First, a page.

Tuesday, January 18, 2011

Bug [updated III]

Christine found a very cool bug on the veranda. Even cooler close up:

Closer upper:

Click to enlarge the photos and really see the amazing patterns, especially in the one exposed wing.

And a little video, to show the brilliant orange, if just for a second, under its wings:

I'll try to find out what it is. Reminds of an Oregon bug we used to call "f*ck bugs," because you'd so often see two of them flying around in flagrante. (Those ones are box elder bugs. That ought to help me find them.)

Update: This is very fun. Because they look like box elders, I googled the genus of box elders, Boisea, with "Australia." I got nothing, in both "web" and "images". So I moved back on the taxonomical ladder, to the family, Rhopalidae. I got this:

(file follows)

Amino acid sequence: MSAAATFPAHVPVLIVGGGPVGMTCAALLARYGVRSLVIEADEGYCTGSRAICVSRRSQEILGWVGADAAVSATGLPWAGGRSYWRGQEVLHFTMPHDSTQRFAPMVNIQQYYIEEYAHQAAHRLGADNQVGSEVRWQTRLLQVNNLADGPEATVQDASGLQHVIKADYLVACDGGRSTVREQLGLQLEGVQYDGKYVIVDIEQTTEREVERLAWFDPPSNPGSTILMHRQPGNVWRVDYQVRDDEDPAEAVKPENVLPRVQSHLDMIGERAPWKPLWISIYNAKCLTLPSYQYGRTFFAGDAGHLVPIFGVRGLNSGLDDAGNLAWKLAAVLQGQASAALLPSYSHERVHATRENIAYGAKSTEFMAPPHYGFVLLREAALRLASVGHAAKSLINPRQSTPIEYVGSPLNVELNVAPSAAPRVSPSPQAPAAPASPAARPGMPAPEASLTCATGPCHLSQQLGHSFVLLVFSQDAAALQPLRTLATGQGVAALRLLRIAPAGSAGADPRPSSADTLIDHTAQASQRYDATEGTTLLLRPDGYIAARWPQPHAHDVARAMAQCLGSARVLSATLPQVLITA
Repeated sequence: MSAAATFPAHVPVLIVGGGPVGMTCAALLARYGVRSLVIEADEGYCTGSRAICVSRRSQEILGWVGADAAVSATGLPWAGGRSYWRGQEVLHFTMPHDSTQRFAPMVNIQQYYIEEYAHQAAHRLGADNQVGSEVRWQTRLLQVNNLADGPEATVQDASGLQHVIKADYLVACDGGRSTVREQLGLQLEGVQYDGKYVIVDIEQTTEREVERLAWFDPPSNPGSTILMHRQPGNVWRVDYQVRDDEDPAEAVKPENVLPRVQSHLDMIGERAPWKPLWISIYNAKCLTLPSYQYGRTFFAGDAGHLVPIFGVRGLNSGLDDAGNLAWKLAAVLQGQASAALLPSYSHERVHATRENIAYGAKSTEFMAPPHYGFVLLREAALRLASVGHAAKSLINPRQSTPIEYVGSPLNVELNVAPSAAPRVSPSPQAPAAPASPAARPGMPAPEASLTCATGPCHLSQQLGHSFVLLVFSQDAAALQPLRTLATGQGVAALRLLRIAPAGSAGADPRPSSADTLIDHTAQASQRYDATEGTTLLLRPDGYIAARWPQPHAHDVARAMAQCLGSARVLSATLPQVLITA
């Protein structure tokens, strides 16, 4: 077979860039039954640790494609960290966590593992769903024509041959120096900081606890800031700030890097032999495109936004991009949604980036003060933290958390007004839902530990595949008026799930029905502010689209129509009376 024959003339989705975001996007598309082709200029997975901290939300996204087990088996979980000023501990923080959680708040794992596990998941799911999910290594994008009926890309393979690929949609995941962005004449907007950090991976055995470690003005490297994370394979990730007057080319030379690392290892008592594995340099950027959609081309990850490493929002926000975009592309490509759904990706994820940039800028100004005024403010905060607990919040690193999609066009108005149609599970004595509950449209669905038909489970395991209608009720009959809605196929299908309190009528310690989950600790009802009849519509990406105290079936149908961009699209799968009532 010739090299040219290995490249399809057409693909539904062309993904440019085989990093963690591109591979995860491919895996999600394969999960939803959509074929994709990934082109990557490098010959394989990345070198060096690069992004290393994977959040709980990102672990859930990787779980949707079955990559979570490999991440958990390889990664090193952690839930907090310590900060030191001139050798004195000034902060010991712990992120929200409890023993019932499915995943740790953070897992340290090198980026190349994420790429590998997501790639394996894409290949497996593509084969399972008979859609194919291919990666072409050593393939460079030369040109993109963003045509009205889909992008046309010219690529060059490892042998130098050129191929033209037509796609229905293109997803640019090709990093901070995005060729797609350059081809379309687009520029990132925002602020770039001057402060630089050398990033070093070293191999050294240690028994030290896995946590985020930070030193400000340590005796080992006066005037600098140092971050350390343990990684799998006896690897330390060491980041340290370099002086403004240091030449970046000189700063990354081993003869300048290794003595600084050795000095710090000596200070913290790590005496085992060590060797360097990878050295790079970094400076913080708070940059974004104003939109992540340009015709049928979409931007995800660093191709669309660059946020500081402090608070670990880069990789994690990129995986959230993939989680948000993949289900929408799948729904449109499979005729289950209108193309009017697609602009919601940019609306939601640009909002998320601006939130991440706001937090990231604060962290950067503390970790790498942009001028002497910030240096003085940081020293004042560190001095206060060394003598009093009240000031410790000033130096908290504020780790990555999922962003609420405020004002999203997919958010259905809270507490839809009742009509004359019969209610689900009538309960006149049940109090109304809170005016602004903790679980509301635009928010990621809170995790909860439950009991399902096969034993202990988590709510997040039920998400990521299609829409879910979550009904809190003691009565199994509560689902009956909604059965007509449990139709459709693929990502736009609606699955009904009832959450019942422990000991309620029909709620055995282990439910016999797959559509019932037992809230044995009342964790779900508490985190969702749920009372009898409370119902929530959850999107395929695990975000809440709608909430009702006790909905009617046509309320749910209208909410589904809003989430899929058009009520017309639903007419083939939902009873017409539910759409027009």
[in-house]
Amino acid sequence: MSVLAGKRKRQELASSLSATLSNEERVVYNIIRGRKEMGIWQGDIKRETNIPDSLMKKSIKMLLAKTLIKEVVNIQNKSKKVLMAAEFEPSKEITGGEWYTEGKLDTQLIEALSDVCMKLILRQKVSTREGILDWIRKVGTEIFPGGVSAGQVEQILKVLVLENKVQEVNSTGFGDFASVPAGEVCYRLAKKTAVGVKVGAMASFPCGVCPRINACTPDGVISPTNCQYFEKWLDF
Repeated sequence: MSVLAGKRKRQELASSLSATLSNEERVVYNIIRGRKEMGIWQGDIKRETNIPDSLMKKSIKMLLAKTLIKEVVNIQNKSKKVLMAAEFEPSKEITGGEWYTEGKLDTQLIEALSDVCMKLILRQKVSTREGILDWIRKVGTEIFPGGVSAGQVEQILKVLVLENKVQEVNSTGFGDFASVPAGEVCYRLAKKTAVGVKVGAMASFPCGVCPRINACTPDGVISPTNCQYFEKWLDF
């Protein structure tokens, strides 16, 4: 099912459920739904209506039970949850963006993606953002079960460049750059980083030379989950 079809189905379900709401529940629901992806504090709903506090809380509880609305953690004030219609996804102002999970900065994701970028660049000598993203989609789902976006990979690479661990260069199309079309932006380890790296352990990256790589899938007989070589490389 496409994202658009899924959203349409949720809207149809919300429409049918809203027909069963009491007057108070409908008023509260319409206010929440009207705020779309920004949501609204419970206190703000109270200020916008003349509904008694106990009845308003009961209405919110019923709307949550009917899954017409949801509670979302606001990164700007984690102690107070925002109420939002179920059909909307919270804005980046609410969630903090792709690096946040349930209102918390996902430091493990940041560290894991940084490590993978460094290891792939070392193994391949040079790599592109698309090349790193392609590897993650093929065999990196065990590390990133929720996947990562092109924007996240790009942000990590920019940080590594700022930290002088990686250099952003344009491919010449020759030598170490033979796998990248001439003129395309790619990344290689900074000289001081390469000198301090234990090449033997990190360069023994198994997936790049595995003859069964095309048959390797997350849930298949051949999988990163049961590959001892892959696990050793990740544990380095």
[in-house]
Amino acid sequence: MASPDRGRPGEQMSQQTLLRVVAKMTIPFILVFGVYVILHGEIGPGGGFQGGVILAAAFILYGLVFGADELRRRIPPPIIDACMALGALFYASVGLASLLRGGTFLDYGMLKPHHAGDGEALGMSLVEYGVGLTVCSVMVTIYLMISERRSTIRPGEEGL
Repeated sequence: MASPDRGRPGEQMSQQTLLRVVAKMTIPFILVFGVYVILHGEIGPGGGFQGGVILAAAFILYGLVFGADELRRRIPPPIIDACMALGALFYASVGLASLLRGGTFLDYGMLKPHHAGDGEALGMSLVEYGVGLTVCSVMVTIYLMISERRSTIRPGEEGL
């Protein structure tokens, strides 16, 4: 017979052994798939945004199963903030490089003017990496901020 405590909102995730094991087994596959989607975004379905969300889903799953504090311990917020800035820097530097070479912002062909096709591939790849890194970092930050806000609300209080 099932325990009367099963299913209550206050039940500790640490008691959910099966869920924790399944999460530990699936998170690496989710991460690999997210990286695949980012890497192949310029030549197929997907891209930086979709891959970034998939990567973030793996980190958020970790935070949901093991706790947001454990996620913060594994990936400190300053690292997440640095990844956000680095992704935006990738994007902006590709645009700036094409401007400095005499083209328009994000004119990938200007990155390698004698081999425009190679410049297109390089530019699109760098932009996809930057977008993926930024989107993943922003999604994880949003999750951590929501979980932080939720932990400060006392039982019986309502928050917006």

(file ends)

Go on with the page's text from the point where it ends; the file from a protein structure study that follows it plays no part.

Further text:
You can see especially in the bug on the right the similarities in the triangular wing cover patterns, and especially in the big wing sticking out—clearly just one wing visible, giving it a one-sided look—just like our bug. So I think I'm on the right track.

Update II: Closer...

Update III: Almost there:

That's it! It's the Eucalytus Tip Bug, Amorbus alternatus. Success!

They have lots of other names, apparently, including squash bugs, and come in a variety of colors.

And check out this sentence:

Scentless Plantbugs in Family Rhopalidae are closely related with Coreidae but lacking well-developed scent glands.

Coreidae is the family of our bug here, and it's closely related to the Rhopalidae family I used to search. So my internet sleuthing technique worked!

1 comment:

  1. Isn't the Net wonderful for critter ID'ing? We have a bug that's very similar to this here in Ashland. It's browner and a tad more "armored" looking. And...when you disturb them they emit an awful smell that's sort of like camembert cheese that's been left in the sun for a couple of days! They make a distinctive "ripping" sound when they fly. The weird thing is that there are certain years when they're quite common out in the park and other years when I don't see nary a one. I know that "ripping" sound though, and when I hear it I'm careful not to do anything but gently blow them off me if they land.